1. Debra Wheatman @debrawheatman  The career coaching reputation Deb has created with http://careersDoneWrite.com is inspiring to say the very least.   Her blog is no nonsense, and her enthusiasm for coaching great people towards great careers is contagious.   

2. JT O’Donnell @jtodonnell and @careerealism  This career management guru’s energy amazes me.  She works with the very best in career experts, and if you can’t find the answers at www.careerealism.com, then I would bet you are asking the wrong question. This is simply the one-stop shop of career resources.  I read her daily updates every morning before I read the morning newspaper.  You must join her email newsletter list my friends.

3. Brent Peterson @interviewangel Look for Brent’s work at www.interviewangel.com.  I had the pleasure of hearing Brent speak at the National Association of Colleges and Employers National Conference last summer in Orlando, FL and am looking forward to meeting Brent again next month in Dallas.   I always look forward to Brent’s blog and Twitter updates. 

4. Kirk Baumann @kbaumann  Kirk and I have many common interests such as helping the next generation of college graduates find their career passion, Students in Free Enterprise and FOOTBALL!  Kirk is exactly what he notes on his Twitter bio:  a Social Media Enthusiast.  If Kirk doesn’t know someone, I would bet he knows someone who knows that person.  This guy is CONNECTED!  His blog at http://campus-to-career.com is a must add to your blogroll. 

5. Diane Gottsman @dianegottsman  Diane’s Protocol School of Texas http://protocolschooloftexas.com is sharing etiquette wisdom with every age group of life.  She receives rave reviews from her work with children to college students to business executives.  I was so honored to have Diane here at Texas A&M speaking to the Mays Business School Fulltime MBA Program last fall.  The company tag line says it best:  A Better Way to a Better You.

This might be a short list of must-follows, but it is a most powerful one.  Please follow these experts, and I promised you be inspired and find yourself looking to learn more.

Where’s the Beef?

March 28, 2011

Do you remember this series of commercials from Wendy’s in the 80’s?  The little old lady is standing next to her friends and they are staring at this massive bun, only to open it and find a little bitty beef patty.  What a disappointment!

Managing your brand is just like this.  You have to have a great package (hb bun), but the key is to also have a big juicy pattie in the middle. We don’t want to open the bun and find that there is no content, nothing to sink our teeth into, nothing to water in our mouths.  We want the real deal, flavors, thick meaty patties with all the fixins.

Job Seekers: It is great to be polished on the outside, but you have to know and understand the value of what is on the inside.  If I unravel that bow, I want to see something substantial in that gift.  Know yourself and what you have to offer.  It is great to be humble, but you still have to know what you have to offer. Know your skills.  If you don’t know your skills, ask people close to you what you are good at and see what they say. Take some professional or personality assessments to help provide the terminology to use to describe yourself.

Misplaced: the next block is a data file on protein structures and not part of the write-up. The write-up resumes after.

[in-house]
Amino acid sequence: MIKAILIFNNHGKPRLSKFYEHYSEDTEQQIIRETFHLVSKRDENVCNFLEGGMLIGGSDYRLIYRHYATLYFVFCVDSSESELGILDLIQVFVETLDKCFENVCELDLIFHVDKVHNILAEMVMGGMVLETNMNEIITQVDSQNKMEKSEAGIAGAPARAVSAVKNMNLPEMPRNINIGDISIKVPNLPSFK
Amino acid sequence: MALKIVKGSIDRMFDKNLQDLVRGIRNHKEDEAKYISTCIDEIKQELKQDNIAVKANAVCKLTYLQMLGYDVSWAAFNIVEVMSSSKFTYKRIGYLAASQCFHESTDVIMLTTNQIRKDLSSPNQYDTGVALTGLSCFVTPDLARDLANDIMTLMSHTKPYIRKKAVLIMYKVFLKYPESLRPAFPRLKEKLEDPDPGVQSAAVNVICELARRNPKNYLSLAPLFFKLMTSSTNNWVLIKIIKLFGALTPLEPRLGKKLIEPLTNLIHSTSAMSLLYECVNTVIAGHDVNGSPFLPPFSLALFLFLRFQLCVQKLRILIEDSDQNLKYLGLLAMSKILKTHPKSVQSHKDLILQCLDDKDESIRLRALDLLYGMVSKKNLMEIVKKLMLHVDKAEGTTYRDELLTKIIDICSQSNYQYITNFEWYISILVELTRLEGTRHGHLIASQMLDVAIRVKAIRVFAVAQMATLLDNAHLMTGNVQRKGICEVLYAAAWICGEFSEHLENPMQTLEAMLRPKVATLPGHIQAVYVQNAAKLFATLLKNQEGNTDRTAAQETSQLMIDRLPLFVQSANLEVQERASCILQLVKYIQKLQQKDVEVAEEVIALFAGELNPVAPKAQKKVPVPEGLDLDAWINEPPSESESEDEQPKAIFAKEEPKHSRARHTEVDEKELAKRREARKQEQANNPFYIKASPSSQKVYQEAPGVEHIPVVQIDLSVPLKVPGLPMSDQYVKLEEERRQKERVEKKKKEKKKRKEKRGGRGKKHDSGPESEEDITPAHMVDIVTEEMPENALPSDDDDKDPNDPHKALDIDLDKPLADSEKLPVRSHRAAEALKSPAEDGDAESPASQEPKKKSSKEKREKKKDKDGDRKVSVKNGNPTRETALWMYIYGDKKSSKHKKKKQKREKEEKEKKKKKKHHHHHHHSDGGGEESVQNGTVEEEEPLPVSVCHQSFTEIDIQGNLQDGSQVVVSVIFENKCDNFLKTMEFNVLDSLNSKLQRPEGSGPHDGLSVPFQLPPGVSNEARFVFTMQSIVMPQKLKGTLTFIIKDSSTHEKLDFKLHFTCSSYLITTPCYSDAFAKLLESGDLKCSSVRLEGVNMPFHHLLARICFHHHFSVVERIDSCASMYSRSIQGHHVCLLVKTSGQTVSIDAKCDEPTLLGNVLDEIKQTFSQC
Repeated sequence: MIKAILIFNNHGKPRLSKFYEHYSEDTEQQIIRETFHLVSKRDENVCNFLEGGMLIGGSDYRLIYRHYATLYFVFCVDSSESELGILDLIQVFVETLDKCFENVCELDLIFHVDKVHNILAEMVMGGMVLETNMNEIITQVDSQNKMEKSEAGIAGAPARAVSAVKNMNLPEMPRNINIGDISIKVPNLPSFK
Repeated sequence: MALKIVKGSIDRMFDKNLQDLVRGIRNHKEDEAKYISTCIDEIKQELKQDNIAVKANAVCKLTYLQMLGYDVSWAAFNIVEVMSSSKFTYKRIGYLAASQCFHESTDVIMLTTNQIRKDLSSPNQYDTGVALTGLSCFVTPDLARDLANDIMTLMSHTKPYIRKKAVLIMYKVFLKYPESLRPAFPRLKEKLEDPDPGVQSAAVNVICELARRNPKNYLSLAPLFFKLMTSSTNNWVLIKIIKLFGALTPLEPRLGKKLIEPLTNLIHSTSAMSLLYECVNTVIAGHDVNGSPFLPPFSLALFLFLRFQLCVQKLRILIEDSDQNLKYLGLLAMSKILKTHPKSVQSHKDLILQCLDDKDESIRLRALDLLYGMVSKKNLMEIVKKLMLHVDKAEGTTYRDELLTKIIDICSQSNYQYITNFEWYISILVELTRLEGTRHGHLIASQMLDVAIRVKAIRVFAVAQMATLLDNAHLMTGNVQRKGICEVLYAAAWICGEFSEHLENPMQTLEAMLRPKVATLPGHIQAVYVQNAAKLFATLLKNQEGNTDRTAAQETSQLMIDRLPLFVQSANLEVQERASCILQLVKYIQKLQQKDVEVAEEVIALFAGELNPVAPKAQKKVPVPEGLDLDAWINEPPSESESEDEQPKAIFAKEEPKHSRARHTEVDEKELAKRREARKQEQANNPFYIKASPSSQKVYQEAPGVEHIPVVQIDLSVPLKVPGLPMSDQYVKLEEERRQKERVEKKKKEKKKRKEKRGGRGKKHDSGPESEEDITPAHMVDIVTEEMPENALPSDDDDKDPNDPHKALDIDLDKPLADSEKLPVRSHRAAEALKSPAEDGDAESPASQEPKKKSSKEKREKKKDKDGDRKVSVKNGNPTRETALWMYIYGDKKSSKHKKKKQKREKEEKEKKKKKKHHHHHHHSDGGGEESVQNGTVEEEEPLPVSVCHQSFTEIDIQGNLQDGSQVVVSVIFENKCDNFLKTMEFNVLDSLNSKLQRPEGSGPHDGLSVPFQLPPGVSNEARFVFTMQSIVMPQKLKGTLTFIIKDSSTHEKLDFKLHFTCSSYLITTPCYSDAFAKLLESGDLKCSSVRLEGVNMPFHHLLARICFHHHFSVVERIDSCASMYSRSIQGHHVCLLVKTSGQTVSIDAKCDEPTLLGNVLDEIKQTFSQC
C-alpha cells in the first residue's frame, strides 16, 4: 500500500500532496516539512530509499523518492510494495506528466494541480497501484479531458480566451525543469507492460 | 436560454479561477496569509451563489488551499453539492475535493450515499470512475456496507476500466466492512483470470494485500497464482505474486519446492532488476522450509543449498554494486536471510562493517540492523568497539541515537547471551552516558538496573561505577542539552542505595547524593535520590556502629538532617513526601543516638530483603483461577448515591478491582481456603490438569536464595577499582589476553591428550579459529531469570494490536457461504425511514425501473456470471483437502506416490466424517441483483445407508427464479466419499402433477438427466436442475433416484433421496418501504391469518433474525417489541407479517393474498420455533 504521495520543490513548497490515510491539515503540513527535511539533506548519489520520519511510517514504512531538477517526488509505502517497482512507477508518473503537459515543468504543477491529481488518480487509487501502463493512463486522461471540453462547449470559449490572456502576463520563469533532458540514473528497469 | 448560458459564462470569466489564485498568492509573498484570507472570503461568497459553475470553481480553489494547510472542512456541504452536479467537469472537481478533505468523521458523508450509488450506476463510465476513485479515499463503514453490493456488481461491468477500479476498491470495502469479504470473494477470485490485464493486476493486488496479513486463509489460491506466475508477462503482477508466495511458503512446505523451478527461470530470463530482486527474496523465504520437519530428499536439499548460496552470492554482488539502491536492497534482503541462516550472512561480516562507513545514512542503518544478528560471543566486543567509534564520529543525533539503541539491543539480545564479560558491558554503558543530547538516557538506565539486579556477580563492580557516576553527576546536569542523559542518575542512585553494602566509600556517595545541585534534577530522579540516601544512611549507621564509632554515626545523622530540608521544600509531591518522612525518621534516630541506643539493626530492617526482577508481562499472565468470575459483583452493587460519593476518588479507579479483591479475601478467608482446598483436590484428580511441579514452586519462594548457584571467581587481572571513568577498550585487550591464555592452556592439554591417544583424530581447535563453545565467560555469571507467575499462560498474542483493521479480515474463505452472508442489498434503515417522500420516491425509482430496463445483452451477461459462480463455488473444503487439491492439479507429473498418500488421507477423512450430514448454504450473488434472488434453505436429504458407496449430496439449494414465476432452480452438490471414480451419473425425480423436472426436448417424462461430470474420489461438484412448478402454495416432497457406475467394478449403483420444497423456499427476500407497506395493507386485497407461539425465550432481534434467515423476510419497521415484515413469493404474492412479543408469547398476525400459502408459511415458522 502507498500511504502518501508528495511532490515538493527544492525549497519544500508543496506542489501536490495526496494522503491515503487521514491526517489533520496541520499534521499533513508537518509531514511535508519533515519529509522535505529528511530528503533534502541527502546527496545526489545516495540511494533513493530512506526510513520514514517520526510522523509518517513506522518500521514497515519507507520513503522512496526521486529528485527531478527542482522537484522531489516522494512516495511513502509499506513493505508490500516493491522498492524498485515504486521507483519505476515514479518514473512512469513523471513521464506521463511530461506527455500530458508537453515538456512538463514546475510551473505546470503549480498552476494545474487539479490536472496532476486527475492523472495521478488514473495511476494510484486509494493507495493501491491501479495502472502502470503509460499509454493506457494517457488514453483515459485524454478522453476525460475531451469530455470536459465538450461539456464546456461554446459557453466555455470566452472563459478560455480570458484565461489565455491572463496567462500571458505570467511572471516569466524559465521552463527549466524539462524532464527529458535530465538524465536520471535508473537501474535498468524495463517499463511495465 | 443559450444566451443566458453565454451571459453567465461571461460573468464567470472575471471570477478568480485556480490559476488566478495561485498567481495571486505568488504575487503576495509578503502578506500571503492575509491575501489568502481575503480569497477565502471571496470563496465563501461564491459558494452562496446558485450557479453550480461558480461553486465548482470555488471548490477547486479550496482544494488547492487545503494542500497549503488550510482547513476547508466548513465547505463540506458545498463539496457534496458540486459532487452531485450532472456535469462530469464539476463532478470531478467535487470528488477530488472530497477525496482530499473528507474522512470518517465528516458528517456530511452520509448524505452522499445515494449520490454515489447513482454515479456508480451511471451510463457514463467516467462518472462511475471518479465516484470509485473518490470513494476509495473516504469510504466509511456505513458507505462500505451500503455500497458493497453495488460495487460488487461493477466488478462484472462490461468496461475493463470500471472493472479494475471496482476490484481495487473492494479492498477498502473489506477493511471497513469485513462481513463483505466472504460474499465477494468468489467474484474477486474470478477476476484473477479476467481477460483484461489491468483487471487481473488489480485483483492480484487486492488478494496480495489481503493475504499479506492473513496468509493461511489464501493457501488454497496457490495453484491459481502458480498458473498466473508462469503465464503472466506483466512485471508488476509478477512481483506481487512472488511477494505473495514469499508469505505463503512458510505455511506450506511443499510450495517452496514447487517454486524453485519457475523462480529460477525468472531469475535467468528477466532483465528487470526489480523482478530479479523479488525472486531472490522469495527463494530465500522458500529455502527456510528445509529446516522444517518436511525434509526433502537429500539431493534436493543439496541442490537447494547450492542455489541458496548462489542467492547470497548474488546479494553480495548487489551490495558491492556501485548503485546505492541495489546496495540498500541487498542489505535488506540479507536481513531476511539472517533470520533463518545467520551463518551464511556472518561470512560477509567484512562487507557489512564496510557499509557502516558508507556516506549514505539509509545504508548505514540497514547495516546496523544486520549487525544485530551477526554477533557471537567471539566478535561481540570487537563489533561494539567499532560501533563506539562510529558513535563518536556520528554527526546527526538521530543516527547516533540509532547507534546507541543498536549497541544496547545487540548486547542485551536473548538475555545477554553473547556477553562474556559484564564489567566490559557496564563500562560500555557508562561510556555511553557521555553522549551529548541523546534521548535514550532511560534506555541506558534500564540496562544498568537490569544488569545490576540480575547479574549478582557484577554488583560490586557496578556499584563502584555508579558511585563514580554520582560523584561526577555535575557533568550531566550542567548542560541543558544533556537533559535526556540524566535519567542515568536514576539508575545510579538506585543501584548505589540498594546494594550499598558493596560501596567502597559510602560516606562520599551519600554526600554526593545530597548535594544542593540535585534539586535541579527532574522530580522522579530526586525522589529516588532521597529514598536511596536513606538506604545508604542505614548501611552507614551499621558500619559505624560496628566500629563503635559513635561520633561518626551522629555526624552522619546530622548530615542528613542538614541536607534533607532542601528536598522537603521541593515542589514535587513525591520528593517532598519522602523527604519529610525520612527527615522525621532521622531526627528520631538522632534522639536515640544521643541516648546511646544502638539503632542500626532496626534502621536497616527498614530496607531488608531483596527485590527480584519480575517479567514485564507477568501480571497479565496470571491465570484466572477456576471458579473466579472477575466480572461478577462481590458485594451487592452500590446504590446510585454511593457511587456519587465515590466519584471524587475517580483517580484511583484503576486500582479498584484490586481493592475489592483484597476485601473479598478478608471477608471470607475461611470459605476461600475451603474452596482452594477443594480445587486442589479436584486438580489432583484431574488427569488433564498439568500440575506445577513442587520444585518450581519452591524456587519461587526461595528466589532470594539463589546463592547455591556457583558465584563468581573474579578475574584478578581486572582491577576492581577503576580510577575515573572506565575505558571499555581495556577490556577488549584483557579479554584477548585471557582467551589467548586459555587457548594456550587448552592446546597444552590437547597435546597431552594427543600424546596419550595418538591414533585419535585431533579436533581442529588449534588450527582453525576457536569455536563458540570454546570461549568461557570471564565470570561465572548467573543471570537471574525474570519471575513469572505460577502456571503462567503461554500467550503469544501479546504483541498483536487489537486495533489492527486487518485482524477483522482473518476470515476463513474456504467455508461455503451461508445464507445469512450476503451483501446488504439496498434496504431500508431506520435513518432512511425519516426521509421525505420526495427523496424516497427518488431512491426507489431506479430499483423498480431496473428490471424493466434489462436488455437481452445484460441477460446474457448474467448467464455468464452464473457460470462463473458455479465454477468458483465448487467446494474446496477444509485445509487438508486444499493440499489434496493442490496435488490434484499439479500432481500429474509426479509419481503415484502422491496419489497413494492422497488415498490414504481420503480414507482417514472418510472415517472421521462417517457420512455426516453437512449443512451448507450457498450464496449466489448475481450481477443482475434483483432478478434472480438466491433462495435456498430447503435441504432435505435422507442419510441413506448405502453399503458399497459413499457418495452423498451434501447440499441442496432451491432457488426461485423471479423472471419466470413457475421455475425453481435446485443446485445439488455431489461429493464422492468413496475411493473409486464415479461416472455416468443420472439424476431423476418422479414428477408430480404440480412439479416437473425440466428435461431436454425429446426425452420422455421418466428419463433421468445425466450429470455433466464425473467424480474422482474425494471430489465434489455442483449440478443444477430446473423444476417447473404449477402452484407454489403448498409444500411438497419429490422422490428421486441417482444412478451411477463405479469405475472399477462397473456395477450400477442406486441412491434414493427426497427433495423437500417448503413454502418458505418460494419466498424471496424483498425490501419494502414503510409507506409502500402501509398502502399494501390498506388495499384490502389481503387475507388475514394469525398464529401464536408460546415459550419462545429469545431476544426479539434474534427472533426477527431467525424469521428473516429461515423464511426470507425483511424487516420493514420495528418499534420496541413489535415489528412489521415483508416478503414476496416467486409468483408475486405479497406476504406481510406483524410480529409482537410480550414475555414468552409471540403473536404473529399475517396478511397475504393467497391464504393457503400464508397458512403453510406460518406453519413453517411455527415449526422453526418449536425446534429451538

And stop comparing yourself to other burgers. How could Wendy’s, Whataburger, and Burger King make it in the shadow of McDonalds’ success?  By not comparing, by being different, by differentiating themselves, but knowing what they have to offer and to whom they want to offer their product.

So I encourage you to not only package your professional image well, but really focus on what you have to offer a prospective employer.  Google a list of skills and circle the ones you think you are good at.  Then think of tangible examples of how you have demonstrated those skills within your professional or academic work.

And don’t forget…Always show me the beef!

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For your viewing pleasure: http://www.youtube.com/watch?v=Ug75diEyiA0

Not Go-Getter…GO-GIVER

March 23, 2011

In every encounter and every situation, think about ways you can help. And think of it in terms that do not directly benefit you. I read a book a while ago called The Go Giver by Bob Burg and John David Mann.  This book was given to me as a gift from one of my mentors.  It is a short read, but it delivered such a profound message about how we should stop working for ourselves and begin working for the benefit of others.  In fact, this book delivers a method to begin doing just that.  I highly recommend this book to anyone and everyone, not just job seekers.

As a result of reading this book, I was able to reflect on my approach with my students, clients, family, and friends.  I have now given this book as a gift to many professionals and friends to aid in the development of their own professionalism and business perspective. Remember: it is through service to others that we find fulfillment and happiness.

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How’s the weather?

October 14, 2010

Do you ever find it difficult to engage in small talk?  How do you feel  when you walk into a room full of people you don’t know?  Do you stand on the sidelines waiting for someone to come and talk to you?  How do you engage in conversation?